Boost logo

Boost :

From: Jeff Garland (jeff_at_[hidden])
Date: 2004-03-23 09:09:40

On Tue, 23 Mar 2004 12:16:02 +0100, Wolf, Frank wrote
> Hi all,
> maybe this has already been discussed here!?


> I have a problem constructing an "time_period" object with a
> duration of zero which seems to be a special case not handled
> properly in my opinion.


> According the comments in one of the headers constructing a "time_period"
> with zero duration is not possible; i.e. the duration is at least 1.

Where is this?

> Whats the rationale to make construction of this special case
> possible then?

I suspect that the comment is incorrect. The period does have support for the
concept of a 'null' time period. Construction with a zero duration is one way
to create a null period. But there is more to this...see below...

> (see code sample). That means what's the rationale not to handle the
> special case of a zero duration?
> Please see the following sample code:
> ------------------------------------------------------------------------
> {
> // Contruct a time_period representing a whole day
> ptime pToday(date(2004, 2, 29) );
> time_period wholeDay(pToday, time_duration(24, 0, 0) );
> std::cout << to_simple_string(wholeDay) << std::endl;
> // Contruct a time_period representing just the next point of time
> ptime pTomorrow(date(2004, 3, 1) );
> time_period wholeDay2(pTomorrow, time_duration(0, 0, 0) );
> std::cout << to_simple_string(wholeDay2) << std::endl;
> // Our second period is not contained in the first one
> if (wholeDay.contains(wholeDay2) != false)
> std::cout << "Error" << std::endl;
> }
> ------------------------------------------------------------------------
> gives:
> [2004-Feb-29 00:00:00/2004-Feb-29 23:59:59.999999] // Correct
> [2004-Mar-01 00:00:00/2004-Feb-29 23:59:59.999999] // Wrong?
> Error? // Wrong!!!
> >From my understanding the second time_period is not contained in the
> first one, but the design of the library gives such a result.
> Wouldn't it make sense to change the definition of the "time_period"
> class to handle the special case of a zero duration too? At least it
> should not be possible to construct a "time_period" with zero duration!?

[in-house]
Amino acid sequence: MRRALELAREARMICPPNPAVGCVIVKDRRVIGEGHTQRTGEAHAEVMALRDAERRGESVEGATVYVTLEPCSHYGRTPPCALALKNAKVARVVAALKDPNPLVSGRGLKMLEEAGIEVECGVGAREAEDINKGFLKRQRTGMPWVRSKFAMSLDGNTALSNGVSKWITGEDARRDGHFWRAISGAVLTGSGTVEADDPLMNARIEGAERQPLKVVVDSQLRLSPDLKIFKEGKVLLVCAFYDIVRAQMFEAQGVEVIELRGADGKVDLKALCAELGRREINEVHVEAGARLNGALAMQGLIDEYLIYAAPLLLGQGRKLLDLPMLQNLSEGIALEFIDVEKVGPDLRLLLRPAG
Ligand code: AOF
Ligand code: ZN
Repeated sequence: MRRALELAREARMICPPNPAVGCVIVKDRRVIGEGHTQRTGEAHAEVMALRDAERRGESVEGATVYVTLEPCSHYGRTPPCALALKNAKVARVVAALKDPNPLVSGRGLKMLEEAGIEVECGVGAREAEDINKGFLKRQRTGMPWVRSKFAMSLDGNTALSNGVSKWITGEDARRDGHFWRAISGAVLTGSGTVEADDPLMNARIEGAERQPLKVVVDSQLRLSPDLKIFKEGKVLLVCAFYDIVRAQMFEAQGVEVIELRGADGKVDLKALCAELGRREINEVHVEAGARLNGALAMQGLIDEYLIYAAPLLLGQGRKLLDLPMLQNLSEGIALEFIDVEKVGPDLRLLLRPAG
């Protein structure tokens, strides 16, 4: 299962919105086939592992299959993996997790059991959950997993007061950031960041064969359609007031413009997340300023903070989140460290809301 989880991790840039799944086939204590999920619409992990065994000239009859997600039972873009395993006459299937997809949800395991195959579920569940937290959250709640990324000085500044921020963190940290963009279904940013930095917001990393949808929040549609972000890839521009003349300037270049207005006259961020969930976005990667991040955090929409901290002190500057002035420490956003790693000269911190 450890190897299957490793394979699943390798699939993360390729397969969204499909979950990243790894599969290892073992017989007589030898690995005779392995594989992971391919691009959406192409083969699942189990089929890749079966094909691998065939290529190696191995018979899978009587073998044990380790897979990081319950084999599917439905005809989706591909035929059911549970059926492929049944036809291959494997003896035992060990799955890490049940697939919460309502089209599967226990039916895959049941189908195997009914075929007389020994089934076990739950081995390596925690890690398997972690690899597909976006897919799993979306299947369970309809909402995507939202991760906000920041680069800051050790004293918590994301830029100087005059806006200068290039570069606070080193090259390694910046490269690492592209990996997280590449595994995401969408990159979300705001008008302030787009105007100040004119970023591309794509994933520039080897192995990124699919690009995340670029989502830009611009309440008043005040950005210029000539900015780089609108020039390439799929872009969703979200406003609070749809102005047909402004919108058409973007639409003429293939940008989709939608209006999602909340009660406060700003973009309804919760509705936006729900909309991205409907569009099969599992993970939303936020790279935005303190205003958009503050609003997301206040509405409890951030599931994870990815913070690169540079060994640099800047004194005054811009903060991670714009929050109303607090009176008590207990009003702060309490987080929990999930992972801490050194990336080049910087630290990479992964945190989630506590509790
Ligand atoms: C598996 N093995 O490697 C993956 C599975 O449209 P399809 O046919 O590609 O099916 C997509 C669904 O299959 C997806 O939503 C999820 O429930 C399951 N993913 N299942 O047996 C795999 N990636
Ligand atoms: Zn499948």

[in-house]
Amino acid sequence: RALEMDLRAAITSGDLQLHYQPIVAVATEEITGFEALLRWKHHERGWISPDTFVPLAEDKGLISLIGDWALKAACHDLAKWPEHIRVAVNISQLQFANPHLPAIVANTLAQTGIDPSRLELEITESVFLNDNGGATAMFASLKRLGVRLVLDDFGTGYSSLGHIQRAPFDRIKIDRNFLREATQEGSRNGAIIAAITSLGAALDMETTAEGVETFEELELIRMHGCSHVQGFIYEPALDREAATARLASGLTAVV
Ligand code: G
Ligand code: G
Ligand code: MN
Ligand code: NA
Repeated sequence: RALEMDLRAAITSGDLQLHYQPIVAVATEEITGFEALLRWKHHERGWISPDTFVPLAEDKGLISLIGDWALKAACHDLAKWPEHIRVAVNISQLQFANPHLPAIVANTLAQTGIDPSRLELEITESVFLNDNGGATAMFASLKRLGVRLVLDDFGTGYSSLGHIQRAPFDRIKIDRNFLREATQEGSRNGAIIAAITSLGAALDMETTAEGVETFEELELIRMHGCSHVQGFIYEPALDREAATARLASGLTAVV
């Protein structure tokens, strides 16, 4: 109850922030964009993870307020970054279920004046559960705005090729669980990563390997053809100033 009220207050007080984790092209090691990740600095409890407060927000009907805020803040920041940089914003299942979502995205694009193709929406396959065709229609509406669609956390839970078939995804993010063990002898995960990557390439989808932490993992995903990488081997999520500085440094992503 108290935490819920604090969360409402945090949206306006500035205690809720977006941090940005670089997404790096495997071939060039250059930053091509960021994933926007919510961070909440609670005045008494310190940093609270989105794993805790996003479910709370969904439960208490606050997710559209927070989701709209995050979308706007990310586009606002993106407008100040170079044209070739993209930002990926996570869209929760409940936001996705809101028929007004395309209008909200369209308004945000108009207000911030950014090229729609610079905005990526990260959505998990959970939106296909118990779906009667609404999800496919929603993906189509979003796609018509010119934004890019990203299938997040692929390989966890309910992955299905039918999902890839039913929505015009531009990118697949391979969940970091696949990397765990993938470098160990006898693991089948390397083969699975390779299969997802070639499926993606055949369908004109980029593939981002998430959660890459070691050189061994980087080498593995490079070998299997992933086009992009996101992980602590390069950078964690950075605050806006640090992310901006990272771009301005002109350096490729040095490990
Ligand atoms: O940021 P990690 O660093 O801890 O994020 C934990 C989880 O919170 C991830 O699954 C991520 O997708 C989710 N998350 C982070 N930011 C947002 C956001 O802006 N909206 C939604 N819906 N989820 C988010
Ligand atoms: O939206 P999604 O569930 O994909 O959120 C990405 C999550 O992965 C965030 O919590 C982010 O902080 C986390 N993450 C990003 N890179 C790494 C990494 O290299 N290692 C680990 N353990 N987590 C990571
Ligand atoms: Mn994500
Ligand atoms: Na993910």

I agree that the behavior of 'contains' versus a 'null' period is not correct.
 The problem is, what is correct? I can see the argument that the null period
is really defined as a degenerate 'point in time' as you describe below.
Unfortunately, that isn't how the library defines it. Another way to
currently define a null period is

ptime pToday(date(2004, 3, 23));
ptime before(date(2001,1,1));
time_period tp(pToday, before); //tp.is_null() == true

So, the thing that strikes me is that these probably need to be different
cases. That is, the example above is probably 'invalid' and should either
throw and exception on construction or create an invalid state for the
time period. Even worse, it appears that the library already has some
checking for the null case which violates the degenerate idea:

ptime first(date(2004, Jan, 1) );
ptime second(date(2004, Feb, 1) );
ptime third(date(2004, Mar, 1) );
time_period zero_length(second, time_duration(0, 0, 0) );

//current results...
zero_length.is_before(first) == false
zero_length.is_after(first) == false
zero_length.is_before(third) == false
zero_length.is_after(third) == false

Certainly not what you are thinking and doesn't seem correct.

> (But I would really favor a solution which regards a "ptime"
> equvalent to the special case of a "time_period" with zero duration).

I believe I agree, but it is going to take awhile to evaluate the impact. In
the meantime, I recommend using is_null() to avoid this. Or if you want to
take a crack at changing the logic on your own it is really a matter of
modifying the date_time/period.hpp file.


Boost list run by bdawes at, gregod at, cpdaniel at, john at